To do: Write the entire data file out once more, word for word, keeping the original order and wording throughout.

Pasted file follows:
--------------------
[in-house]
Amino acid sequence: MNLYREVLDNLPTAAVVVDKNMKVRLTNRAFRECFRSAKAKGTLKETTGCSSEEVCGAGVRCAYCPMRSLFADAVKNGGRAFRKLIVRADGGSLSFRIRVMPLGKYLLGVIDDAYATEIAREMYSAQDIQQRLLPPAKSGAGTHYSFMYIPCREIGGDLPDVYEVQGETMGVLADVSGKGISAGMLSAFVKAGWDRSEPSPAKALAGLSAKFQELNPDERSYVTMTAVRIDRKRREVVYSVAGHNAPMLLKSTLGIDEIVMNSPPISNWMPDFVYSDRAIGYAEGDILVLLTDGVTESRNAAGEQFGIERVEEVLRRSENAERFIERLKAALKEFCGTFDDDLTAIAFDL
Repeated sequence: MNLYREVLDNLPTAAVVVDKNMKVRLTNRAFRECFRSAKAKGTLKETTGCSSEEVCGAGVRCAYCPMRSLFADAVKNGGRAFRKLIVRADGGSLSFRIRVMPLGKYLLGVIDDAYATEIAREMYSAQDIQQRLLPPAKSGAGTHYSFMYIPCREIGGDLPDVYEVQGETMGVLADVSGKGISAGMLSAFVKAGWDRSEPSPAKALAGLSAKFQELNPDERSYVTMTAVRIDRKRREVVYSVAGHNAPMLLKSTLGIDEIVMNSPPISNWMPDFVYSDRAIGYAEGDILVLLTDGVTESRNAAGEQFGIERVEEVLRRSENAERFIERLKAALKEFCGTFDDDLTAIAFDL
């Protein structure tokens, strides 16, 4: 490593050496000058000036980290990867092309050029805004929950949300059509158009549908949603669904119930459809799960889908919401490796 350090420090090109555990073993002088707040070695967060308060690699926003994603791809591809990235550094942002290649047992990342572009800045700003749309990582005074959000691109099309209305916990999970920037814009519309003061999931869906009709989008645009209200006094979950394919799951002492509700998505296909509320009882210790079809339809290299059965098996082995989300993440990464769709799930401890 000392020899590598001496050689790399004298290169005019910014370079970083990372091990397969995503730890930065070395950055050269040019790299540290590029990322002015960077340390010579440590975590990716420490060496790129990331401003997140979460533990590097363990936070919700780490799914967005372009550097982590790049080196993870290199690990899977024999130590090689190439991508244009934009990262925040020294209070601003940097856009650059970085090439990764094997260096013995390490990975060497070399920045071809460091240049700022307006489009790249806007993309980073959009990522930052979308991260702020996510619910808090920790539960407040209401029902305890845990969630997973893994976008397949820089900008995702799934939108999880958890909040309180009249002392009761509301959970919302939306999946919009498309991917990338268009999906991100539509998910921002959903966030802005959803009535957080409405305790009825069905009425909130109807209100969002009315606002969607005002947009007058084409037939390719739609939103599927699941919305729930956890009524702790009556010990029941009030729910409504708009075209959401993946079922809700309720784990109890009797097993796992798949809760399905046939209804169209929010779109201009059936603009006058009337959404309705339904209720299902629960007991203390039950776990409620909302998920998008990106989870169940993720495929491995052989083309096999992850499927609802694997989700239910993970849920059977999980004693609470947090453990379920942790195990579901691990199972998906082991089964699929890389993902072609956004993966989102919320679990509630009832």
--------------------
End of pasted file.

[in-house]
Amino acid sequence: MNLYREVLDNLPTAAVVVDKNMKVRLTNRAFRECFRSAKAKGTLKETTGCSSEEVCGAGVRCAYCPMRSLFADAVKNGGRAFRKLIVRADGGSLSFRIRVMPLGKYLLGVIDDAYATEIAREMYSAQDIQQRLLPPAKSGAGTHYSFMYIPCREIGGDLPDVYEVQGETMGVLADVSGKGISAGMLSAFVKAGWDRSEPSPAKALAGLSAKFQELNPDERSYVTMTAVRIDRKRREVVYSVAGHNAPMLLKSTLGIDEIVMNSPPISNWMPDFVYSDRAIGYAEGDILVLLTDGVTESRNAAGEQFGIERVEEVLRRSENAERFIERLKAALKEFCGTFDDDLTAIAFDL
Repeated sequence: MNLYREVLDNLPTAAVVVDKNMKVRLTNRAFRECFRSAKAKGTLKETTGCSSEEVCGAGVRCAYCPMRSLFADAVKNGGRAFRKLIVRADGGSLSFRIRVMPLGKYLLGVIDDAYATEIAREMYSAQDIQQRLLPPAKSGAGTHYSFMYIPCREIGGDLPDVYEVQGETMGVLADVSGKGISAGMLSAFVKAGWDRSEPSPAKALAGLSAKFQELNPDERSYVTMTAVRIDRKRREVVYSVAGHNAPMLLKSTLGIDEIVMNSPPISNWMPDFVYSDRAIGYAEGDILVLLTDGVTESRNAAGEQFGIERVEEVLRRSENAERFIERLKAALKEFCGTFDDDLTAIAFDL
């Protein structure tokens, strides 16, 4: 490593050496000058000036980290990867092309050029805004929950949300059509158009549908949603669904119930459809799960889908919401490796 350090420090090109555990073993002088707040070695967060308060690699926003994603791809591809990235550094942002290649047992990342572009800045700003749309990582005074959000691109099309209305916990999970920037814009519309003061999931869906009709989008645009209200006094979950394919799951002492509700998505296909509320009882210790079809339809290299059965098996082995989300993440990464769709799930401890 000392020899590598001496050689790399004298290169005019910014370079970083990372091990397969995503730890930065070395950055050269040019790299540290590029990322002015960077340390010579440590975590990716420490060496790129990331401003997140979460533990590097363990936070919700780490799914967005372009550097982590790049080196993870290199690990899977024999130590090689190439991508244009934009990262925040020294209070601003940097856009650059970085090439990764094997260096013995390490990975060497070399920045071809460091240049700022307006489009790249806007993309980073959009990522930052979308991260702020996510619910808090920790539960407040209401029902305890845990969630997973893994976008397949820089900008995702799934939108999880958890909040309180009249002392009761509301959970919302939306999946919009498309991917990338268009999906991100539509998910921002959903966030802005959803009535957080409405305790009825069905009425909130109807209100969002009315606002969607005002947009007058084409037939390719739609939103599927699941919305729930956890009524702790009556010990029941009030729910409504708009075209959401993946079922809700309720784990109890009797097993796992798949809760399905046939209804169209929010779109201009059936603009006058009337959404309705339904209720299902629960007991203390039950776990409620909302998920998008990106989870169940993720495929491995052989083309096999992850499927609802694997989700239910993970849920059977999980004693609470947090453990379920942790195990579901691990199972998906082991089964699929890389993902072609956004993966989102919320679990509630009832």